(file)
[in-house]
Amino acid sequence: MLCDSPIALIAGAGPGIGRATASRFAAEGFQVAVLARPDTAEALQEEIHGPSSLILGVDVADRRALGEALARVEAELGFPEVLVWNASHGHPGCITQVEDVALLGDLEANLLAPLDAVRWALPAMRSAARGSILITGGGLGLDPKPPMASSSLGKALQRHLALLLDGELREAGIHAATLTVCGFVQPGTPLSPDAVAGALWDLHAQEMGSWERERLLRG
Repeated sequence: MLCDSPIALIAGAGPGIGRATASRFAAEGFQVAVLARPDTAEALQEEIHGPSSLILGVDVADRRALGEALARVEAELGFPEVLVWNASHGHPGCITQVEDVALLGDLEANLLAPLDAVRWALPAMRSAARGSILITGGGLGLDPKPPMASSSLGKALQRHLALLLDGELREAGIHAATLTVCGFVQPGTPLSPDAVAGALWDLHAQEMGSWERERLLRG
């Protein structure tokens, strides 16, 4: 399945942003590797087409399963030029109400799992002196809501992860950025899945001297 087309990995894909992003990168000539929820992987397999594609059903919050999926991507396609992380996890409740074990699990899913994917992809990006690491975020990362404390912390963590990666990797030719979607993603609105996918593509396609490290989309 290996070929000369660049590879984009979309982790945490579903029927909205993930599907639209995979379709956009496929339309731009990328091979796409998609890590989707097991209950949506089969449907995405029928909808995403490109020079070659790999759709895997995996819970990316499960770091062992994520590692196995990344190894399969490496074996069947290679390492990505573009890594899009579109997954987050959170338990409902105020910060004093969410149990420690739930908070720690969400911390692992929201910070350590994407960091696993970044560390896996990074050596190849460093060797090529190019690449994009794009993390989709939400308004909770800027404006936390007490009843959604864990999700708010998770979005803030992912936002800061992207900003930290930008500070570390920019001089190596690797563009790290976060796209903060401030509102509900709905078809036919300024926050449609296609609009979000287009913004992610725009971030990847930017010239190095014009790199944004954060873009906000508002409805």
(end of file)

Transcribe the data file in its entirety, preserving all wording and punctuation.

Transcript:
[in-house]
Amino acid sequence: MLCDSPIALIAGAGPGIGRATASRFAAEGFQVAVLARPDTAEALQEEIHGPSSLILGVDVADRRALGEALARVEAELGFPEVLVWNASHGHPGCITQVEDVALLGDLEANLLAPLDAVRWALPAMRSAARGSILITGGGLGLDPKPPMASSSLGKALQRHLALLLDGELREAGIHAATLTVCGFVQPGTPLSPDAVAGALWDLHAQEMGSWERERLLRG
Repeated sequence: MLCDSPIALIAGAGPGIGRATASRFAAEGFQVAVLARPDTAEALQEEIHGPSSLILGVDVADRRALGEALARVEAELGFPEVLVWNASHGHPGCITQVEDVALLGDLEANLLAPLDAVRWALPAMRSAARGSILITGGGLGLDPKPPMASSSLGKALQRHLALLLDGELREAGIHAATLTVCGFVQPGTPLSPDAVAGALWDLHAQEMGSWERERLLRG
């Protein structure tokens, strides 16, 4: 399945942003590797087409399963030029109400799992002196809501992860950025899945001297 087309990995894909992003990168000539929820992987397999594609059903919050999926991507396609992380996890409740074990699990899913994917992809990006690491975020990362404390912390963590990666990797030719979607993603609105996918593509396609490290989309 290996070929000369660049590879984009979309982790945490579903029927909205993930599907639209995979379709956009496929339309731009990328091979796409998609890590989707097991209950949506089969449907995405029928909808995403490109020079070659790999759709895997995996819970990316499960770091062992994520590692196995990344190894399969490496074996069947290679390492990505573009890594899009579109997954987050959170338990409902105020910060004093969410149990420690739930908070720690969400911390692992929201910070350590994407960091696993970044560390896996990074050596190849460093060797090529190019690449994009794009993390989709939400308004909770800027404006936390007490009843959604864990999700708010998770979005803030992912936002800061992207900003930290930008500070570390920019001089190596690797563009790290976060796209903060401030509102509900709905078809036919300024926050449609296609609009979000287009913004992610725009971030990847930017010239190095014009790199944004954060873009906000508002409805």